We write to seek an explanation for increases in the prices of Novo Nordisk’s insulin products.  Over 30 million people live with diabetes in the United States, and for 7.5 million patients, insulin is a critical and life-sustaining daily treatment.[11] At a total cost of $330 billion per year – a 26 percent increase since just 2012 – diabetes is the most costly chronic illness in the United States, in large part due to the high cost of medication.[12] 

Novo Nordisk is one of the three companies that produce insulin in the United States.  These companies have sharply raised the prices of insulin in the last twenty years.  From 2002 to 2013, the cost of the medication tripled.[13]  A new study by the Health Care Cost Institute found that spending on insulin nearly doubled from 2012 to 2016, while there was little change in the total use of insulin over that same period.[14]  The study found that in 2016, a person with type 1 diabetes spent an average of $18,494 on health care; 31 percent – or $5,705 – of those costs were insulin.  Meanwhile, the cost of other drugs for diabetes have decreased or stayed the same.[15]

The increase in the price of insulin has been responsible for driving average price increases for all injectable brand-name drugs.[16]  A recent study by the University of Pittsburgh examined the source of rising drug costs, particularly focusing on whether new product entry or existing product inflation drives increases in drug prices.[17]  The study found that rising costs of injectable brand-name drugs are mostly due to existing products on the market and highlighted insulin as a source of increasing costs, noting “[i]n 2012–16 cost increases were due to inflation in the prices of existing drugs, particularly insulins.”  By contrast, for generic drugs and specialty drugs, rising costs were mostly driven by new products entering the market.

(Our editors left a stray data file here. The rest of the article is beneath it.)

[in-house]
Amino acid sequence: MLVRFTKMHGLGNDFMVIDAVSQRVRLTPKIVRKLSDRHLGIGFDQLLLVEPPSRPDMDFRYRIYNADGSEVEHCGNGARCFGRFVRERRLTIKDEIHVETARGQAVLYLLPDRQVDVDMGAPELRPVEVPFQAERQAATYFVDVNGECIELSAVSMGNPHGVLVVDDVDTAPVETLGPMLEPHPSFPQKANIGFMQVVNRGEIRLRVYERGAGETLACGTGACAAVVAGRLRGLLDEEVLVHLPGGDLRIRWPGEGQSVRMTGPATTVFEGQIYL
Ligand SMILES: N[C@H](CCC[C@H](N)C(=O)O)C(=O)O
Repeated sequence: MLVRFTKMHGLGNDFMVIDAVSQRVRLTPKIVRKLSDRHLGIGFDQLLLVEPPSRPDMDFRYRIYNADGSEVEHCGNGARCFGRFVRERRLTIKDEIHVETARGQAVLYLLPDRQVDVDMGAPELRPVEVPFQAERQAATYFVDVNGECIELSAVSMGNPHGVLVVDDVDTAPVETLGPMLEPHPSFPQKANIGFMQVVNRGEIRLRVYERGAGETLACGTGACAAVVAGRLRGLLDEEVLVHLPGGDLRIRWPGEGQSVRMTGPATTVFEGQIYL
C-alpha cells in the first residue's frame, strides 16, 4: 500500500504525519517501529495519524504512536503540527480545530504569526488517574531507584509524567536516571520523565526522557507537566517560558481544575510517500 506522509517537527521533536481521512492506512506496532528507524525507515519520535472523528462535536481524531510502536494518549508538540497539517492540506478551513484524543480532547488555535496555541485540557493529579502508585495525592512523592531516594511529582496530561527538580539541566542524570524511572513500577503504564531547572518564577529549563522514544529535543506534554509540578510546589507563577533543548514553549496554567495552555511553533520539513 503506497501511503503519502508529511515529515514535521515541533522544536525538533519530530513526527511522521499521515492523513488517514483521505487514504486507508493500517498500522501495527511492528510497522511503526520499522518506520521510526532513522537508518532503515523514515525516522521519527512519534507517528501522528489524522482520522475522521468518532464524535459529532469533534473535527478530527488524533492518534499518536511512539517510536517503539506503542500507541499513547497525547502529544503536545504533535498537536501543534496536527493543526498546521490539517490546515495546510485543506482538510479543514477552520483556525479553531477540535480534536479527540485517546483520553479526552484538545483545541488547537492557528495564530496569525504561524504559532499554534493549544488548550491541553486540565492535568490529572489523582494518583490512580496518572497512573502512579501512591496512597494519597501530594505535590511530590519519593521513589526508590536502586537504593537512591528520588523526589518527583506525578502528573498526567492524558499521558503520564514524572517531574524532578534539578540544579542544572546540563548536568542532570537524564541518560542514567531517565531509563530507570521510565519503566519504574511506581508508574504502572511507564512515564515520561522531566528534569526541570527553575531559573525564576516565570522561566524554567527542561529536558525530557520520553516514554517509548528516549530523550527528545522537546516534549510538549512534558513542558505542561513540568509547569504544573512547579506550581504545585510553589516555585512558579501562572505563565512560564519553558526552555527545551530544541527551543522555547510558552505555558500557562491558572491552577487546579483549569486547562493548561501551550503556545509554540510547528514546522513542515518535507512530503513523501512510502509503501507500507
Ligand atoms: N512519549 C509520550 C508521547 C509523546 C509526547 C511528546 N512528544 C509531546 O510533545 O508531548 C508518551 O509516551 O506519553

Novo Nordisk has recently announced further price increases on its insulin products; the list price of its insulin products will increase by just under five percent.[18]  This means list price increases of $300 to $400.

According to the World Health Organization,[19] insulin is an essential medicine, meaning that access to this drug at a price that individuals and communities can afford is a basic requirement of a functioning health care system. Unfortunately, rapidly increasing insulin prices mean that for many patients, access to this essential medicine is threatened.  Patients have had to resort to desperate measures when confronted with increased insulin prices or high cost-sharing for their prescriptions.[20] Some patients have turned to GoFundMe pages to request help paying for insulin, and one in four diabetic patients report rationing the medication because of the cost, with potentially devastating consequences.[21]